disorder, and therefore I gave directions for Taylor's battery, still at Shiloh, to fall back as far as the Purdy and Hamburg road and for McDowell and Buckladn to adopt that road as their new line. I rode across the angle and met Behr's battery at the cross-roads, and ordered it immediately to unlimber and come into battery, action right. Captain Behr gave the order, but he was almost immediately shot from his horse, when the drivers and gunners fled in disorder, carrying off the caissons, and abandoning five out of six guns without firing a shot. The enemy pressed on, gaining this battery, and we were again forced to choose a new line of defense. Hildebrand's brigade had substantially disappeared from the field, though he himself bravely remained. McDowell's and Buckland's brigades still retained their organization, and were conducted by my aides so as to join on General McClernand's right thus abandoning my original camps and line. This was about 10.30 a.m., at which time the enemy had made a furious attack on General McClernand's whole front. Finding him pressed, I moved McDowell's brigade directly against the left flank of the enemy, forced him back some distance,and then directed the men to avail themselves of every cover-trees, fallen timber, and a wooded valley to our right. We held this position for four long hours, sometimes gaining and at other times losing ground. General McClernand and myself acting in perfect concert and struggling to maintain this line.
While we were so hardly pressed two Iowa regiments approached from the rear but could not be brought up to the reserve fire that was raging in our from, and General Grant, who visited us on that ground, will remember our situation about 3 p.m.,; but about 4 p.m. it was evident that Hurlbut's line had been driven back to the river, and knowing that General Wallace was coming from Crump's Landing with re-enforcements, General McClernand and I, on consultation, selected a new line of defense, with its right covering the bridge by which General Wallace had to approach. We fell back as well as could, gathering, in addition to our own, such scattered forces as we could find, and formed a new line. During this change the enemy's cavalry charged us, but was handsomely repulsed by an Illinois regiment, whose number I did not learn at that time or since. The Fifth Ohio Battery, which had come up, rendered good service in holding the enemy in check for some time; and Major Taylor also came up with a new battery, and got into position just in time to get a good flanking fire upon the enemy's columns as he pressed on General McClernand's right, checking his advance, when General McClernands' division made a fine charge on the enemy, and drove him back into the ravines to our front and right. I had a clear field abut 200 yards wide in my immediate front, and contended myself with keeping the enemy's infantry at that distance during the rest of the day.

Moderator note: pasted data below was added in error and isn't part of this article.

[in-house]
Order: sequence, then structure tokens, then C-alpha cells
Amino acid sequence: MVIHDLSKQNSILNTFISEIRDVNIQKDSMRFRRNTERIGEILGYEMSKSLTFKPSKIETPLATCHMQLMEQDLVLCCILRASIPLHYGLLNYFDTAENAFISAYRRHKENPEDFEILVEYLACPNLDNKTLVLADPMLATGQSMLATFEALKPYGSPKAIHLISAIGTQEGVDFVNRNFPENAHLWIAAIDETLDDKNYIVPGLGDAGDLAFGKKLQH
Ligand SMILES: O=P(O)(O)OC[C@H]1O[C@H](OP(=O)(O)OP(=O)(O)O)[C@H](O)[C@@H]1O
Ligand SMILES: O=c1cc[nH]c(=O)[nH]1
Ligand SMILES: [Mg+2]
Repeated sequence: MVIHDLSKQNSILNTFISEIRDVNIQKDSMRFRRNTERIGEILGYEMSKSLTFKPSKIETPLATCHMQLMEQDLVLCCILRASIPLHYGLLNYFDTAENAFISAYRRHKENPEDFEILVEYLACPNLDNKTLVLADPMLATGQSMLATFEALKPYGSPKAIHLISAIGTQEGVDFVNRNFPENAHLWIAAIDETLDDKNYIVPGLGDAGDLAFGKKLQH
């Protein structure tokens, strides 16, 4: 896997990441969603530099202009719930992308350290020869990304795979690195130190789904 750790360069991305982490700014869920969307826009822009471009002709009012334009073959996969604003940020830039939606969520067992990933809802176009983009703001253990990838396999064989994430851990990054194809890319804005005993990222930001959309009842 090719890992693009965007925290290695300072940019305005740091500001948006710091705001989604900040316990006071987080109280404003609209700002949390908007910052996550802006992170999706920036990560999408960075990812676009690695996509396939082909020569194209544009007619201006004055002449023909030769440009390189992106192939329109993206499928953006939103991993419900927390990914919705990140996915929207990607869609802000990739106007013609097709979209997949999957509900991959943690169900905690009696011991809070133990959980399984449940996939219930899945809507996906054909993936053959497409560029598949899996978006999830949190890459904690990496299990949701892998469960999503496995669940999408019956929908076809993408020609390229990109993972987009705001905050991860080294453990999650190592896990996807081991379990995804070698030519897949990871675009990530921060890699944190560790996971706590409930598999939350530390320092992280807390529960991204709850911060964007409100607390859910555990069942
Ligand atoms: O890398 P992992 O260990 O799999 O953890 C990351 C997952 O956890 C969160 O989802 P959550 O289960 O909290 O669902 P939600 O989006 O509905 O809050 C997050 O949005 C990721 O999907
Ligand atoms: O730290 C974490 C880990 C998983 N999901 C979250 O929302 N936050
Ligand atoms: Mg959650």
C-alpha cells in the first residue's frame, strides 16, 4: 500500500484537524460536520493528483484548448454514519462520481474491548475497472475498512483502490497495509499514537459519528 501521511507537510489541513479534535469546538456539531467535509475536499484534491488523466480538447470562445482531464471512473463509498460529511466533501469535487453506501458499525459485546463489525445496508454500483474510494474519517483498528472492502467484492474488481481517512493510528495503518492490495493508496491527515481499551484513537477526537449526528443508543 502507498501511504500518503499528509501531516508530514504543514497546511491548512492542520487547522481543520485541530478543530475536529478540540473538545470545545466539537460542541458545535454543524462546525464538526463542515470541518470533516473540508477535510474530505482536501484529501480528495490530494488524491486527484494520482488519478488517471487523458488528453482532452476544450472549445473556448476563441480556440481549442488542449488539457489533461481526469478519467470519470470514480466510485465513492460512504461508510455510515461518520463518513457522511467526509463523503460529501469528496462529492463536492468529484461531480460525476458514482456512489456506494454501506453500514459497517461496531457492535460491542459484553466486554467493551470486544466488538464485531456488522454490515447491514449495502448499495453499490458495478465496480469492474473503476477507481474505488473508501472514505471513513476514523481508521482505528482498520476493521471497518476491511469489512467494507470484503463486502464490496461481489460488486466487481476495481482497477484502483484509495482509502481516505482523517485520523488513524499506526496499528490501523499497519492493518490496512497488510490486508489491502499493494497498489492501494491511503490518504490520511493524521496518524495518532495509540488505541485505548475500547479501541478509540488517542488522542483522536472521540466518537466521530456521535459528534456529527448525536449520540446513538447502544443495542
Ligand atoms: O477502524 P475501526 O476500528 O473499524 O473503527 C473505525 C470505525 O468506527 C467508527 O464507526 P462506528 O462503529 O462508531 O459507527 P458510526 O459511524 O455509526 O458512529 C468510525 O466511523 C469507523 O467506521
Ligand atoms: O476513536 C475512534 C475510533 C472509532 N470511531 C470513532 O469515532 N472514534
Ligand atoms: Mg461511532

In this position we rested for the night. My command had become decidedly of a mixed character. Buckland's brigade was the only one with me that retained its organization. Colonel Hildebrand was personally there, but his brigade was not. Colonel McDowell had been severely injured by a fall from his horse and had gone to the river, and the three regiments of his brigade were not in line. The Thirteenth Missouri, Colonel Crafts J. Wright, had reported to me on the field and fought well, retaining its regimental organization, and it formed a part of my line during Sunday night and all of Monday; other fragments of regiments and companies had also fallen into my division, and acted with it during the remainder of the battle. General Grant and Buell visited me in our bivouac that evening, and from them I learned the